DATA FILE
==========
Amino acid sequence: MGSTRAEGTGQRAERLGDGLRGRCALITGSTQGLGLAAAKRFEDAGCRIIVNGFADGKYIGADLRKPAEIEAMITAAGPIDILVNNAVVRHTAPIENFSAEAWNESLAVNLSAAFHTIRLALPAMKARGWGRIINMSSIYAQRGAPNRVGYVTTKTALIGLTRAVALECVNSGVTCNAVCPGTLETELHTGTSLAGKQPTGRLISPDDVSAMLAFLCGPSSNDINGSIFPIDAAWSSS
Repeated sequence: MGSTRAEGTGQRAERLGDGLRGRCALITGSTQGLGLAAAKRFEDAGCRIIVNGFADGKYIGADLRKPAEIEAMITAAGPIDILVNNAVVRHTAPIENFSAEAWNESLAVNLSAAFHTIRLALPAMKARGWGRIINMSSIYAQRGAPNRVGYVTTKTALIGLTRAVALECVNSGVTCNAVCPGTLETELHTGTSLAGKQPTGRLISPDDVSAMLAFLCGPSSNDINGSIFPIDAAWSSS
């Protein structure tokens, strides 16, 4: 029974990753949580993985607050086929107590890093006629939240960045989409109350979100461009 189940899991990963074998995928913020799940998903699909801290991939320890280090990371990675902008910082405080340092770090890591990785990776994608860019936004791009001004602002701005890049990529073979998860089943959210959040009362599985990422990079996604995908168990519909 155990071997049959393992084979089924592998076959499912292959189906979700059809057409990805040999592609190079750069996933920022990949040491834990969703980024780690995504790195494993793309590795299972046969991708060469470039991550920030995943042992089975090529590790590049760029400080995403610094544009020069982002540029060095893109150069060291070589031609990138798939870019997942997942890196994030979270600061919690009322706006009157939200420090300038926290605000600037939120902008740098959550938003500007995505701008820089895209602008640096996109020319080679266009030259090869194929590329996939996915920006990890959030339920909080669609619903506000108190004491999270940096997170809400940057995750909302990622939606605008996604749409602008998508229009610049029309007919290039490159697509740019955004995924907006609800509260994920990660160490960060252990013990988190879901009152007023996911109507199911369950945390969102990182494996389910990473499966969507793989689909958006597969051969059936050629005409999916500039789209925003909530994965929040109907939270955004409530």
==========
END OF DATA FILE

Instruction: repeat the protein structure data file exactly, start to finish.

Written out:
Amino acid sequence: MGSTRAEGTGQRAERLGDGLRGRCALITGSTQGLGLAAAKRFEDAGCRIIVNGFADGKYIGADLRKPAEIEAMITAAGPIDILVNNAVVRHTAPIENFSAEAWNESLAVNLSAAFHTIRLALPAMKARGWGRIINMSSIYAQRGAPNRVGYVTTKTALIGLTRAVALECVNSGVTCNAVCPGTLETELHTGTSLAGKQPTGRLISPDDVSAMLAFLCGPSSNDINGSIFPIDAAWSSS
Repeated sequence: MGSTRAEGTGQRAERLGDGLRGRCALITGSTQGLGLAAAKRFEDAGCRIIVNGFADGKYIGADLRKPAEIEAMITAAGPIDILVNNAVVRHTAPIENFSAEAWNESLAVNLSAAFHTIRLALPAMKARGWGRIINMSSIYAQRGAPNRVGYVTTKTALIGLTRAVALECVNSGVTCNAVCPGTLETELHTGTSLAGKQPTGRLISPDDVSAMLAFLCGPSSNDINGSIFPIDAAWSSS
């Protein structure tokens, strides 16, 4: 029974990753949580993985607050086929107590890093006629939240960045989409109350979100461009 189940899991990963074998995928913020799940998903699909801290991939320890280090990371990675902008910082405080340092770090890591990785990776994608860019936004791009001004602002701005890049990529073979998860089943959210959040009362599985990422990079996604995908168990519909 155990071997049959393992084979089924592998076959499912292959189906979700059809057409990805040999592609190079750069996933920022990949040491834990969703980024780690995504790195494993793309590795299972046969991708060469470039991550920030995943042992089975090529590790590049760029400080995403610094544009020069982002540029060095893109150069060291070589031609990138798939870019997942997942890196994030979270600061919690009322706006009157939200420090300038926290605000600037939120902008740098959550938003500007995505701008820089895209602008640096996109020319080679266009030259090869194929590329996939996915920006990890959030339920909080669609619903506000108190004491999270940096997170809400940057995750909302990622939606605008996604749409602008998508229009610049029309007919290039490159697509740019955004995924907006609800509260994920990660160490960060252990013990988190879901009152007023996911109507199911369950945390969102990182494996389910990473499966969507793989689909958006597969051969059936050629005409999916500039789209925003909530994965929040109907939270955004409530």